what is chair Yoga and how Can it help seniors?
Chair yoga is a style of yoga that can be practiced while seated in a chair or whilst standing, using a chair for stability and support. Just like other styles of yoga, chair yoga can help improve flexibility, strength, and balance as well as having a number of other mental and physical health benefits.
Chair yoga allows the safe and supported inclusion of Elderly persons, allowing them access to all the same benefits as mat-based yoga without the need for standing for extended periods or transferring from the floor. Group classes also provide the opportunity for social inclusion in a population at risk of isolation.
People with health conditions should consult their doctor before starting a chair yoga practice.
It’s always worth consulting your primary care physician prior to undertaking a new physical exercise regimen, particularly if you have a chronic health condition. Chair yoga is a gentle, seated practice but injury can still occur and it may not be suitable for those with certain health conditions. To ensure chair yoga is safe and appropriate for you, please consult with your doctor prior to beginning the practice.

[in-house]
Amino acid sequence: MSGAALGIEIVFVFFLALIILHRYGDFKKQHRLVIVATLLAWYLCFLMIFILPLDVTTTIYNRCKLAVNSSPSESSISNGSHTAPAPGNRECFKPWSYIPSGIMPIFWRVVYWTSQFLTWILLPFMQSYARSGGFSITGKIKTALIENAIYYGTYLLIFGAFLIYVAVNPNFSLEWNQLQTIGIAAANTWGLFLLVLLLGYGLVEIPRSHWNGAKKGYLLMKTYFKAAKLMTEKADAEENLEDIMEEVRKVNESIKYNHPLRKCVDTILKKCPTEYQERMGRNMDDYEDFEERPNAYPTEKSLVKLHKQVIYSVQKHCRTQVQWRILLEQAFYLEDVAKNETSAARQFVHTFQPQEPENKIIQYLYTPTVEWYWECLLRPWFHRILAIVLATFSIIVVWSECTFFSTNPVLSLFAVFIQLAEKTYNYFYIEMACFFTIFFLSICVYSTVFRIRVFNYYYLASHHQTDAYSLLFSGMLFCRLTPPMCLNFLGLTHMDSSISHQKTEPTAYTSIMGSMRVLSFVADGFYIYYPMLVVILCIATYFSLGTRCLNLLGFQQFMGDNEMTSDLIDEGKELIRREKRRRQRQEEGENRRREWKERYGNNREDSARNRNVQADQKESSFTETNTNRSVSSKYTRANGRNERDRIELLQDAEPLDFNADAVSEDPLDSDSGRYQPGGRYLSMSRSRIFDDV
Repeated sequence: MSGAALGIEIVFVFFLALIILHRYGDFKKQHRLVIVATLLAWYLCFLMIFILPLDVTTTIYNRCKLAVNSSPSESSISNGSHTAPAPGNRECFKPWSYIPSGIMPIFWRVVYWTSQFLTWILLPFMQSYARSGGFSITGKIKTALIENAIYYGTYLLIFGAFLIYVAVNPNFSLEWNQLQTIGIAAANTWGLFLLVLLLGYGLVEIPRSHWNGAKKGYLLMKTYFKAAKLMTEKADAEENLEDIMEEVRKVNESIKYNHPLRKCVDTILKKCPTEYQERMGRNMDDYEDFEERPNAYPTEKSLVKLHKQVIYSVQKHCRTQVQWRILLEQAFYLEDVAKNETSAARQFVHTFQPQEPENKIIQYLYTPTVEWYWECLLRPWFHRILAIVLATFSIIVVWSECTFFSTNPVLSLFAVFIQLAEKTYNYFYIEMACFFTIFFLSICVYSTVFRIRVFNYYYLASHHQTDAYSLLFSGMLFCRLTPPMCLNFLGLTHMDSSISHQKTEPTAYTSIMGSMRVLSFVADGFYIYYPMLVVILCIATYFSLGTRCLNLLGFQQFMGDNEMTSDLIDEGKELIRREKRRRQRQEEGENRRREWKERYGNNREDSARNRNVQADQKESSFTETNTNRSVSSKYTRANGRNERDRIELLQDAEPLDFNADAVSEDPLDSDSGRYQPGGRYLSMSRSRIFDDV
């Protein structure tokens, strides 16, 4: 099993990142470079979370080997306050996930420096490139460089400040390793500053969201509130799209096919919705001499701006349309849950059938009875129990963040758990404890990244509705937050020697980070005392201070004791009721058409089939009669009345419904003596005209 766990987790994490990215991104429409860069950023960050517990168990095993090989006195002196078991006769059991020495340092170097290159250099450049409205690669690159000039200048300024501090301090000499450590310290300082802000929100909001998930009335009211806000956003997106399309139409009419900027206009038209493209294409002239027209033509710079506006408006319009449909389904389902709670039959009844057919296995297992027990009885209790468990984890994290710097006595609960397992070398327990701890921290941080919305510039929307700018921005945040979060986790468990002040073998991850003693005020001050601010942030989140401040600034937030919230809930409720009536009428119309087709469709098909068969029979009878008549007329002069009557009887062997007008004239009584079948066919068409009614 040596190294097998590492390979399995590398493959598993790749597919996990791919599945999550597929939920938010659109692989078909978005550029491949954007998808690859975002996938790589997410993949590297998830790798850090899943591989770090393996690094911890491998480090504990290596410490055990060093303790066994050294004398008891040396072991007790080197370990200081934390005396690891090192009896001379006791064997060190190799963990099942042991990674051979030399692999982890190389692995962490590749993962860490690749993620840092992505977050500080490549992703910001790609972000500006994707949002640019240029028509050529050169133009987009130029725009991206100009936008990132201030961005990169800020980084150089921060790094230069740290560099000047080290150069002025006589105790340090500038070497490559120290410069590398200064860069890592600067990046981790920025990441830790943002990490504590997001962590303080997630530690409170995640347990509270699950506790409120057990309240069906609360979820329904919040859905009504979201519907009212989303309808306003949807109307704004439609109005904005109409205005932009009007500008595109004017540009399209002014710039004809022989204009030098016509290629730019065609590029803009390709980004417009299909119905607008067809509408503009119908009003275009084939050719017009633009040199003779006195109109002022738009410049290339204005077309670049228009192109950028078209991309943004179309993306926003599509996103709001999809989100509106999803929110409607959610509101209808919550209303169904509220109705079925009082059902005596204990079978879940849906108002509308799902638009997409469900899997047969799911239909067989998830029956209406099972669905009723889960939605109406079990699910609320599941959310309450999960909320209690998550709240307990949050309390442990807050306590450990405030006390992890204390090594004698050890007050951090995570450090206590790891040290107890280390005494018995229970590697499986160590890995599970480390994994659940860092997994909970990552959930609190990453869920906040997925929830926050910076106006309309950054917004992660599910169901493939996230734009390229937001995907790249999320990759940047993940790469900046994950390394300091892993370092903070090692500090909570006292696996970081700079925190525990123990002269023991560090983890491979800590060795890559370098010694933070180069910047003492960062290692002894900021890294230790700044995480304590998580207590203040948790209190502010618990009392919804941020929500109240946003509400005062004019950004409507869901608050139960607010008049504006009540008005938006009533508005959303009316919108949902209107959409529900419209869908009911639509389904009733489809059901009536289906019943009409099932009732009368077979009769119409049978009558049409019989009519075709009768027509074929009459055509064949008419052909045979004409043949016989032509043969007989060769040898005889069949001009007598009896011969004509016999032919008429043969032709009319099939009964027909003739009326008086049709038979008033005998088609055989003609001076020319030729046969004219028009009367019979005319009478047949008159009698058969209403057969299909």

Benefits of Chair Yoga: why chair yoga is a great way for seniors to stay healthy
As we age, our bodies tend to naturally slow and stiffen leading to a reduced range of movement, which can be associated with pain. The aging process affects more than just the muscles, joints and our ability to move and contributes to the development of several major health challenges including cardiovascular disease, osteoporosis and dementia.
Chair yoga has been shown to preserve mobility, reduce pain and contribute to preventing falls leading to fragility fractures. It is well known yoga positively impacts heart and lung health and there is also emerging early evidence it may help to combat age-related and neurodegenerative, cognitive decline. Attendance at a group class also helps combat the negative effects of social isolation commonly seen in the elderly population and can have a beneficial impact on mood.
Examples of chair yoga poses
1: Connecting to the breath